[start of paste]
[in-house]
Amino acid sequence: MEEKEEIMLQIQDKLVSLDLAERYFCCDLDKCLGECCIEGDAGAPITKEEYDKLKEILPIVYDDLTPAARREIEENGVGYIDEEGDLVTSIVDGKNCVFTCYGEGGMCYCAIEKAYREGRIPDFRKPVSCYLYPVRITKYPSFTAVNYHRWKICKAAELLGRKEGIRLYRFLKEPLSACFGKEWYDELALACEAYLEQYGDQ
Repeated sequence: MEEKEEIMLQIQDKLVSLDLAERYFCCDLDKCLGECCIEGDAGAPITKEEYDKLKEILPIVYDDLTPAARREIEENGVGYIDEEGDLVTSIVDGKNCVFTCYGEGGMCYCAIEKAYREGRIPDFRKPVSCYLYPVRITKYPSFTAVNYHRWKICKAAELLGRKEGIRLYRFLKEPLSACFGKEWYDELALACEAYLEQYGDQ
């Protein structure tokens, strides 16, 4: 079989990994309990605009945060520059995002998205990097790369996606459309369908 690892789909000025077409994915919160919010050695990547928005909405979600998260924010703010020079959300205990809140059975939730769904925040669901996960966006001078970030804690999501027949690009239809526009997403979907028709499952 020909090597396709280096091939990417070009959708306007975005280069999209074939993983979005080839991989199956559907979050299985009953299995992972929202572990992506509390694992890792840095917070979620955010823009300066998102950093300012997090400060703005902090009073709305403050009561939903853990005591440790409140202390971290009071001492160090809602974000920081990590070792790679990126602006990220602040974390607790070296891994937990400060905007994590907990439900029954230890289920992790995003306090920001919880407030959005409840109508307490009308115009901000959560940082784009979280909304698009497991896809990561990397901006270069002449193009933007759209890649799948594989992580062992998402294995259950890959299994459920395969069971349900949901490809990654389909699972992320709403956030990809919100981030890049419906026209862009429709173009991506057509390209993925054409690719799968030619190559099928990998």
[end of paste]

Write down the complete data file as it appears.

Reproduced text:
[in-house]
Amino acid sequence: MEEKEEIMLQIQDKLVSLDLAERYFCCDLDKCLGECCIEGDAGAPITKEEYDKLKEILPIVYDDLTPAARREIEENGVGYIDEEGDLVTSIVDGKNCVFTCYGEGGMCYCAIEKAYREGRIPDFRKPVSCYLYPVRITKYPSFTAVNYHRWKICKAAELLGRKEGIRLYRFLKEPLSACFGKEWYDELALACEAYLEQYGDQ
Repeated sequence: MEEKEEIMLQIQDKLVSLDLAERYFCCDLDKCLGECCIEGDAGAPITKEEYDKLKEILPIVYDDLTPAARREIEENGVGYIDEEGDLVTSIVDGKNCVFTCYGEGGMCYCAIEKAYREGRIPDFRKPVSCYLYPVRITKYPSFTAVNYHRWKICKAAELLGRKEGIRLYRFLKEPLSACFGKEWYDELALACEAYLEQYGDQ
């Protein structure tokens, strides 16, 4: 079989990994309990605009945060520059995002998205990097790369996606459309369908 690892789909000025077409994915919160919010050695990547928005909405979600998260924010703010020079959300205990809140059975939730769904925040669901996960966006001078970030804690999501027949690009239809526009997403979907028709499952 020909090597396709280096091939990417070009959708306007975005280069999209074939993983979005080839991989199956559907979050299985009953299995992972929202572990992506509390694992890792840095917070979620955010823009300066998102950093300012997090400060703005902090009073709305403050009561939903853990005591440790409140202390971290009071001492160090809602974000920081990590070792790679990126602006990220602040974390607790070296891994937990400060905007994590907990439900029954230890289920992790995003306090920001919880407030959005409840109508307490009308115009901000959560940082784009979280909304698009497991896809990561990397901006270069002449193009933007759209890649799948594989992580062992998402294995259950890959299994459920395969069971349900949901490809990654389909699972992320709403956030990809919100981030890049419906026209862009429709173009991506057509390209993925054409690719799968030619190559099928990998």